We enforce the concept of ownership for the content you register through us. If you ‘own’ a title, you are the member with permissions and responsibilities for creating metadata for that title. We control ownership using the DOI prefix. A single DOI prefix may be applied to a single title, a single publisher, or to a number of publishers (via a sponsoring member arrangement). This means that a member with prefix 10.1234 is the only member allowed to create identifiers for a title owned by that prefix. If a title is acquired by a member with prefix 10.5678, we can move the title ownership to prefix 10.5678.
Title ownership may change if:
Ownership may be applied to titles and/or to individual records. Typically when a title is acquired by a publisher, existing content is also acquired. We move ownership of the existing records as well as the title to the acquiring publisher. This allows the acquiring member to update existing records registered with the previous owner’s prefix. This ownership change does not change the actual prefix of the DOI, it only affects permissions associated with updating the metadata and URLs. If the DOI 10.1234/5678 is acquired by a member and assigned to prefix 10.5678, then the DOI will continue to be 10.1234/5678 but the member responsible for prefix 10.5678 is able to update the metadata record for 10.1234/5678.
We can also assign ownership to individual records within a title. This is often necessary when content ownership or hosting responsibility is assigned to different chunks of content. For example, current issues of Journal A may be published by a member with prefix 10.1234. Issues of Journal A published prior to 2010 are hosted and maintained by a member with prefix 10.5678. Journal A is owned by prefix 10.1234, but the member with prefix 10.5678 retains control of the back issue DOIs owned by prefix 10.5678.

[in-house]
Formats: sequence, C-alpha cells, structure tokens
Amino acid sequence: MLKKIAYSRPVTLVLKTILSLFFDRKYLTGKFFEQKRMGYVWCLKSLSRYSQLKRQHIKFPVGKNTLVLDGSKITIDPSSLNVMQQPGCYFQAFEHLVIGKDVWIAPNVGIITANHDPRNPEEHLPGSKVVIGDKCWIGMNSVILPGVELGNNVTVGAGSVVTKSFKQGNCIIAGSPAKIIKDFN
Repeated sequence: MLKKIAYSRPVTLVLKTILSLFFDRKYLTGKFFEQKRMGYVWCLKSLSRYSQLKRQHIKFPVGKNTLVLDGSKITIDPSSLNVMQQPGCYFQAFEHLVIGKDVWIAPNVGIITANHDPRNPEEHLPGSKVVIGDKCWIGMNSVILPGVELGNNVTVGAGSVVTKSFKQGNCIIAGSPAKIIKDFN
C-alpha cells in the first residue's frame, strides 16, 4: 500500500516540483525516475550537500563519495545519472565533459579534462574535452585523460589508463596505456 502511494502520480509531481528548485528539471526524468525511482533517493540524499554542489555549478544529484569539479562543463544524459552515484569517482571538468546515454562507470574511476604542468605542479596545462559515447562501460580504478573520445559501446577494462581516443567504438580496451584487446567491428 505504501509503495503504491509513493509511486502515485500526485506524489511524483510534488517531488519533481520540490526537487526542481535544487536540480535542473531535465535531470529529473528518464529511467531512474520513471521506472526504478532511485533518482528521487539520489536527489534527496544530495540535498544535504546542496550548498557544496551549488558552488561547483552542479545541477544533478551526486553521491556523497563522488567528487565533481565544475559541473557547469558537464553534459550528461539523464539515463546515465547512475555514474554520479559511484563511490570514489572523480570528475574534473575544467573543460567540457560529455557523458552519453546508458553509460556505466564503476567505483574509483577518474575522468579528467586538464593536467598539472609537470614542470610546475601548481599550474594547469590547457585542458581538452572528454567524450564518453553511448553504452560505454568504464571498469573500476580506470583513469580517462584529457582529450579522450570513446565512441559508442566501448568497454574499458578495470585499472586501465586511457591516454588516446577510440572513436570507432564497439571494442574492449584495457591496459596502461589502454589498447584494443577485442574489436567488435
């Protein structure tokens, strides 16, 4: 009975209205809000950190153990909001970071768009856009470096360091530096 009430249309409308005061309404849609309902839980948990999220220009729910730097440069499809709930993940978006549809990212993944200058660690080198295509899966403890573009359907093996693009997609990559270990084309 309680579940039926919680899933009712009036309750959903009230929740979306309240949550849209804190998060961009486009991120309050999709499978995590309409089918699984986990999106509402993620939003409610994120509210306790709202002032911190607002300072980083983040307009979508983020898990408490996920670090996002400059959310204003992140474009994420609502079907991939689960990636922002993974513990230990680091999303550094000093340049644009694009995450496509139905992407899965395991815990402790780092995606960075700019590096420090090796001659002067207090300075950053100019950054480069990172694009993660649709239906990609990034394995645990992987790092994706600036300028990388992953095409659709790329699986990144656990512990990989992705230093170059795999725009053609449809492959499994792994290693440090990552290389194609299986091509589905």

Note: If you do not wish to transfer all existing DOIs as part of your title transfer, please contact support to assist with your title transfer.
We allow members to freely register records for titles that do not exist in our system. When the first content registration submission is processed, a title record is added to our database and ownership is assigned to the submitting prefix. If the ownership of a title changes, we’ll need to intervene to allow the new owner to assume responsibility for the title.
Here are the basic steps involved in transferring ownership:
Or, if you need our help, notify us of the transfer. If a title transfer has been posted to the Enhanced Transfer Alerting Service (ETAS) or ISSN portal, let us know and we’ll proceed with the transfer without further confirmation. Members who do not participate in Transfer, are unable to confirm via the ISSN portal, or cannot use Metadata Manager, must send firstname.lastname@example.org confirmation that the disposing publisher is aware of and agrees with the ownership transfer. The confirmation may be a forwarded email from the disposing publisher to the acquiring publisher acknowledging the transfer. Please be specific about what is being transferred - include ISSNs, ISBNs, and when you need the transfer to occur (if applicable).
Once we’ve confirmed the transfer, we’ll update the ownership of your title in our system.
At this point you’ll be able to update existing metadata records and create new ones. If the metadata supplied by the previous publisher is complete and accurate you’ll only need to supply us with new URLs to direct records to your content.
It’s also important to remember that we bill for deposits quarterly, so any DOIs that were registered in the previous quarter will be billed to the owner of those DOIs at the quarter’s end. Thus, acquiring publishers may be financially responsible for DOIs recently registered by the disposing publisher. If you have questions about this policy, please let us know before the title transfer.
Title ownership may come into dispute when an organization is not legally recognized as the publication owner and is registering content under agreement with the publication owner. In all cases we’ll abide by the publication owner’s directions concerning the disposition of the DOI names associated with their titles. If the publication owner enacts a transfer that negatively impacts another organization, the organization must find remediation with the publication owner.
DOI ownership may also come into dispute when two members claim ownership of a single publication. As described above, the ‘owning’ member is the first depositor and acquires the ability to continue depositing DOI names for that title. The ‘disputing’ member is denied the ability to deposit and initiates the following resolution process:
At any time during joint resolution deliberation Crossref will accept direction from legal authority specifying how to establish ownership.